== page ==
1. 22 Jan, 2020 1 commit
  2. 22 Oct, 2019 1 commit
    • Laurent Bigonville's avatar
      Stop using selinux_set_mapping() function · 6072f8b2
      Laurent Bigonville authored
      Currently, if the "dbus" security class or the associated AV doesn't
      exist, dbus-daemon fails to initialize and exits immediately. Also the
      security classes or access vector cannot be reordered in the policy.
      This can be a problem for people developing their own policy or trying
      to access a machine where, for some reasons, there is not policy defined
      at all.
      The code here copy the behaviour of the selinux_check_access() function.
      We cannot use this function here as it doesn't allow us to define the
      AVC entry reference.
      See the discussion at https://marc.info/?l=selinux&m=152163374332372&w=2
      Resolves: dbus/dbus#198
  3. 23 Sep, 2019 2 commits
  4. 19 Aug, 2019 1 commit
  5. 13 Aug, 2019 1 commit
  6. 15 Jul, 2019 2 commits
  7. 03 Jul, 2019 17 commits
  8. 02 Jul, 2019 6 commits
  9. 14 Jun, 2019 1 commit
  10. 11 Jun, 2019 2 commits
  11. 09 Jun, 2019 4 commits
    • Simon McVittie's avatar
      Prepare version 1.13.12 · df9dabe5
      Simon McVittie authored
      Signed-off-by: Simon McVittie's avatarSimon McVittie <smcv@collabora.com>
    • Simon McVittie's avatar
      test: Add basic test coverage for DBUS_COOKIE_SHA1 · 6231e7d7
      Simon McVittie authored
      We don't actually complete successful authentication, because that
      would require us to generate a cookie and compute the correct SHA1,
      which is difficult to do in a deterministic authentication script.
      However, we do assert that #269
       (CVE-2019-12749) has been fixed.
      Signed-off-by: Simon McVittie's avatarSimon McVittie <smcv@collabora.com>
    • Simon McVittie's avatar
      auth: Reject DBUS_COOKIE_SHA1 for users other than the server owner · 2a11ab9b
      Simon McVittie authored
      The DBUS_COOKIE_SHA1 authentication mechanism aims to prove ownership
      of a shared home directory by having the server write a secret "cookie"
      into a .dbus-keyrings subdirectory of the desired identity's home
      directory with 0700 permissions, and having the client prove that it can
      read the cookie. This never actually worked for non-malicious clients in
      the case where server uid != client uid (unless the server and client
      both have privileges, such as Linux CAP_DAC_OVERRIDE or traditional
      Unix uid 0) because an unprivileged server would fail to write out the
      cookie, and an unprivileged client would be unable to read the resulting
      file owned by the server.
      Additionally, since dbus 1.7.10 we have checked that ~/.dbus-keyrings
      is owned by the uid of the server (a side-effect of a check added to
      harden our use of XDG_RUNTIME_DIR), further ruling out successful use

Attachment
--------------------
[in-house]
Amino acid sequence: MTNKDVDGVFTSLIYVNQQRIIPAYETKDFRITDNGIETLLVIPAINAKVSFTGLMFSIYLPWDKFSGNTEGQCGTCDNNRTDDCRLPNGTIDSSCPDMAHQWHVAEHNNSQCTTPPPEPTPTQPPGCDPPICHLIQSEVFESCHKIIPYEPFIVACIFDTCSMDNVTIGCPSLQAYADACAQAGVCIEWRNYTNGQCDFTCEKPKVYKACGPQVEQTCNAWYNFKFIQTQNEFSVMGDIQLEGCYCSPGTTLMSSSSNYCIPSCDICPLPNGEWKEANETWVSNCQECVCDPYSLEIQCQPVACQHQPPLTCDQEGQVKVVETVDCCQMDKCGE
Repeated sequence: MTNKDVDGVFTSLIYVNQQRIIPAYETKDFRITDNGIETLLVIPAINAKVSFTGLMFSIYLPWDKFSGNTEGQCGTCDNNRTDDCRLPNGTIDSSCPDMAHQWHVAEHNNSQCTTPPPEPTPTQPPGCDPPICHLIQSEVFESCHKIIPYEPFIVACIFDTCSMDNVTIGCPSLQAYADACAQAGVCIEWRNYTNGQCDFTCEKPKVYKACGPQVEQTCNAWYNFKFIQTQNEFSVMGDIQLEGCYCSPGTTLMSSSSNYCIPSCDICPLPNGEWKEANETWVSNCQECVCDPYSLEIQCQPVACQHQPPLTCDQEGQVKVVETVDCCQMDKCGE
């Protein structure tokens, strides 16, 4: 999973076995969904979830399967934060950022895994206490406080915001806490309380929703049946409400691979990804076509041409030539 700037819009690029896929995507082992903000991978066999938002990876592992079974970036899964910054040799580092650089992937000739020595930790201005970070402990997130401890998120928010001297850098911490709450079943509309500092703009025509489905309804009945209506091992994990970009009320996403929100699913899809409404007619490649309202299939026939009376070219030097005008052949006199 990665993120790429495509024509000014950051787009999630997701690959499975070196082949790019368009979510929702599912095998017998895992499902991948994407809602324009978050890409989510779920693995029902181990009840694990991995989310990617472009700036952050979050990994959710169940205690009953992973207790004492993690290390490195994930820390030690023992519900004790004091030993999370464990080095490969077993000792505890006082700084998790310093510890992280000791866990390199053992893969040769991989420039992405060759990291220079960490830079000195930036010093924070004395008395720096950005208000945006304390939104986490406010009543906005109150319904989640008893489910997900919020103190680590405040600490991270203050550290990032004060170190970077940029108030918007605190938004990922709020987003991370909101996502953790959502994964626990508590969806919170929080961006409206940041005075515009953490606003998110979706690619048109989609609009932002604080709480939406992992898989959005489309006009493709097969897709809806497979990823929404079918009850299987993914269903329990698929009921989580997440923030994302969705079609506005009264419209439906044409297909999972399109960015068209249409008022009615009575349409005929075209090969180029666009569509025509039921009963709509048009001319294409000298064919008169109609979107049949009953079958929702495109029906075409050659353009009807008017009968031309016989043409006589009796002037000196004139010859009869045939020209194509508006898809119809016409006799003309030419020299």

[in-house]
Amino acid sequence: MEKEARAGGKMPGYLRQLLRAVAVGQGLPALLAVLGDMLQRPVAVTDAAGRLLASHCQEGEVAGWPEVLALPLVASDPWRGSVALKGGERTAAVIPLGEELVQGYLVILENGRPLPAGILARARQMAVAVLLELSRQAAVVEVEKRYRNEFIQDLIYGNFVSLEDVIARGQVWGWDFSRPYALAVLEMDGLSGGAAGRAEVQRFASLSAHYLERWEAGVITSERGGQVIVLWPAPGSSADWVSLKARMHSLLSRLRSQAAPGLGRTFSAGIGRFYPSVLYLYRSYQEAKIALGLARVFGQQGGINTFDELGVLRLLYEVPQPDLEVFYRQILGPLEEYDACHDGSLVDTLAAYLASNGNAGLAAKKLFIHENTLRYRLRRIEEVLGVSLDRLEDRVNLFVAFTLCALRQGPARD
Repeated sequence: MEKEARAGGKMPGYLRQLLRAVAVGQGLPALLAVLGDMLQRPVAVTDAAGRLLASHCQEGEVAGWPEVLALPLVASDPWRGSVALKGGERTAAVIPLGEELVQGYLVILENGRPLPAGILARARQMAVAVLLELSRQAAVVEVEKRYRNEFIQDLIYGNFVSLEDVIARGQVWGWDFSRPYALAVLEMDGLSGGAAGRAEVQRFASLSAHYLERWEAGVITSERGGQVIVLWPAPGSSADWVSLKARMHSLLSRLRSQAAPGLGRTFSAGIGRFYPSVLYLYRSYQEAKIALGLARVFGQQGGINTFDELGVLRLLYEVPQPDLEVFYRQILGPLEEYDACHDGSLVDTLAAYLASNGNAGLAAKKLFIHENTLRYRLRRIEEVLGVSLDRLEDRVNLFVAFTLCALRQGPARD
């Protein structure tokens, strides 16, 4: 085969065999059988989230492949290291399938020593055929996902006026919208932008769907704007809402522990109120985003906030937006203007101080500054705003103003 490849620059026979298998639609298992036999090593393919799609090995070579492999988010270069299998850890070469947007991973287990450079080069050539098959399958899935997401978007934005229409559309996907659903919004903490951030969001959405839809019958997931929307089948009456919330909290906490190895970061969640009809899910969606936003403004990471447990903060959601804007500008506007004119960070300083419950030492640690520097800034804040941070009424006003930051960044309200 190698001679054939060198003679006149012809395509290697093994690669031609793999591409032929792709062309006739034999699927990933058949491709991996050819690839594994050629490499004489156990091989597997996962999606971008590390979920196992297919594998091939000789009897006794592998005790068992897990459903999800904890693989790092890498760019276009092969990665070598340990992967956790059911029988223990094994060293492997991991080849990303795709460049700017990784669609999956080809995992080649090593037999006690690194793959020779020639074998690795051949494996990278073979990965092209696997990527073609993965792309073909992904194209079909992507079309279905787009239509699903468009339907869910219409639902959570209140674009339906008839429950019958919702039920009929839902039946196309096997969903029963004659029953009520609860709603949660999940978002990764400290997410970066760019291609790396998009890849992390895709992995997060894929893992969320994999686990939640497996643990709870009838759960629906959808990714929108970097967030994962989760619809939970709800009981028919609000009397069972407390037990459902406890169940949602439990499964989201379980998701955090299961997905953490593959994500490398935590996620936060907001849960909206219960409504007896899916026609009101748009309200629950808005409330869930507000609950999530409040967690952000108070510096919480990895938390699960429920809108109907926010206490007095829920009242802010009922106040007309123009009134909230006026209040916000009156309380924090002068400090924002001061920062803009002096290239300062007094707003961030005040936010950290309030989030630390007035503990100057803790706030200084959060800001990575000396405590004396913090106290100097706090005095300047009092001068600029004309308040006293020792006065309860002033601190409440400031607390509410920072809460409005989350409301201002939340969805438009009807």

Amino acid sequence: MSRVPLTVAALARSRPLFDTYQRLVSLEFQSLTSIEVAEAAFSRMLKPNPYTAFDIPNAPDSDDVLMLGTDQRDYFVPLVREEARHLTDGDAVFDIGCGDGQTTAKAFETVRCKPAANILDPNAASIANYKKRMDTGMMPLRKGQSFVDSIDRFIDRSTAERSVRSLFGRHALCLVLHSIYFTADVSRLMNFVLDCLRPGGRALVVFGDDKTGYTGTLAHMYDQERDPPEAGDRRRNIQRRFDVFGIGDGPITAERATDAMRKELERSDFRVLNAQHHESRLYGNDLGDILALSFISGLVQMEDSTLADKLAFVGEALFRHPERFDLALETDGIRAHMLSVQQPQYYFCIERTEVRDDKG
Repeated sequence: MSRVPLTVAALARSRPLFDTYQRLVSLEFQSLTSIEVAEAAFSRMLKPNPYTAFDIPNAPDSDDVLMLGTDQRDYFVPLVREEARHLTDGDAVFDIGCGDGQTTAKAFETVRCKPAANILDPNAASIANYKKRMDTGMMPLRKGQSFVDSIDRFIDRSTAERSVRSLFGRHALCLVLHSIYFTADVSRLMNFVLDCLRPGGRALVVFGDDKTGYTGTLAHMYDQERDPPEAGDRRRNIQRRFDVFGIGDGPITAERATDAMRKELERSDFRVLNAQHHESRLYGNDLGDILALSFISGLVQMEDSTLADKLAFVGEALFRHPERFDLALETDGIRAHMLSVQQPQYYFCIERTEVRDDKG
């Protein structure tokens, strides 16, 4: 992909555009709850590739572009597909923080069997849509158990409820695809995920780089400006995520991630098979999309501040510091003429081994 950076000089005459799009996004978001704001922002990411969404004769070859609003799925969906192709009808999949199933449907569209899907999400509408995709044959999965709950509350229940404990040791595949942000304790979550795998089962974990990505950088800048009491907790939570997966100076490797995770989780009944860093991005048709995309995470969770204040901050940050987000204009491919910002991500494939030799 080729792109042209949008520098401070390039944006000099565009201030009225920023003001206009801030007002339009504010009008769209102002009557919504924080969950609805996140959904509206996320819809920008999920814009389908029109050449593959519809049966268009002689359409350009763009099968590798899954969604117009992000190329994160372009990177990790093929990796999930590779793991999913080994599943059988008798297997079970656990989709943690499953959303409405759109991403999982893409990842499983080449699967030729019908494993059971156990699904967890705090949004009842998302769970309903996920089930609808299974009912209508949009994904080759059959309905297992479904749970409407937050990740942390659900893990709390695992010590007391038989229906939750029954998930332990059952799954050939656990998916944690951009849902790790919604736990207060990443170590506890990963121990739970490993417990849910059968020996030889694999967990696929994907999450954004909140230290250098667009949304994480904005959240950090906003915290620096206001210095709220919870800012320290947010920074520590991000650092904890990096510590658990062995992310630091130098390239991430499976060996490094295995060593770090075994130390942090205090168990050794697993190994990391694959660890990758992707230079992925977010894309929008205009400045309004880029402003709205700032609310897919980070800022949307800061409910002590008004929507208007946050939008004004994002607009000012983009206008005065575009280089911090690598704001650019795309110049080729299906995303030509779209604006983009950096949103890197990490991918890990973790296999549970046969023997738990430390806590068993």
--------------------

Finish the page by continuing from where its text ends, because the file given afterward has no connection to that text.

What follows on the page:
by a non-malicious client with a uid differing from the server's.
      Joe Vennix of Apple Information Security discovered that the
      implementation of DBUS_COOKIE_SHA1 was susceptible to a symbolic link
      attack: a malicious client with write access to its own home directory
      could manipulate a ~/.dbus-keyrings symlink to cause the DBusServer to
      read and write in unintended locations. In the worst case this could
      result in the DBusServer reusing a cookie that is known to the
      malicious client, and treating that cookie as evidence that a subsequent
      client connection came from an attacker-chosen uid, allowing
      authentication bypass.
      This is mitigated by the fact that by default, the well-known system
      dbus-daemon (since 2003) and the well-known session dbus-daemon (in
      stable releases since dbus 1.10.0 in 2015) only accept the EXTERNAL
      authentication mechanism, and as a result will reject DBUS_COOKIE_SHA1
      at an early stage, before manipulating cookies. As a result, this
      vulnerability only applies to:
      * system or session dbus-daemons with non-standard configuration
      * third-party dbus-daemon invocations such as at-spi2-core (although
        in practice at-spi2-core also only accepts EXTERNAL by default)
      * third-party uses of DBusServer such as the one in Upstart
      Avoiding symlink attacks in a portable way is difficult, because APIs
      like openat() and Linux /proc/self/fd are not universally available.
      However, because DBUS_COOKIE_SHA1 already doesn't work in practice for
      a non-matching uid, we can solve this vulnerability in an easier way
      without regressions, by rejecting it early (before looking at
      ~/.dbus-keyrings) whenever the requested identity doesn't match the
      identity of the process hosting the DBusServer.
      Signed-off-by: Simon McVittie's avatarSimon McVittie <smcv@collabora.com>
      Closes: #269
      Closes: CVE-2019-12749
    • Simon McVittie's avatar
      Revert "Start spec 0.36 development" · 00099d5d
      Simon McVittie authored
      This reverts commit edece027.
      No spec changes have happened since 0.35.
  12. 31 May, 2019 1 commit
  13. 30 May, 2019 1 commit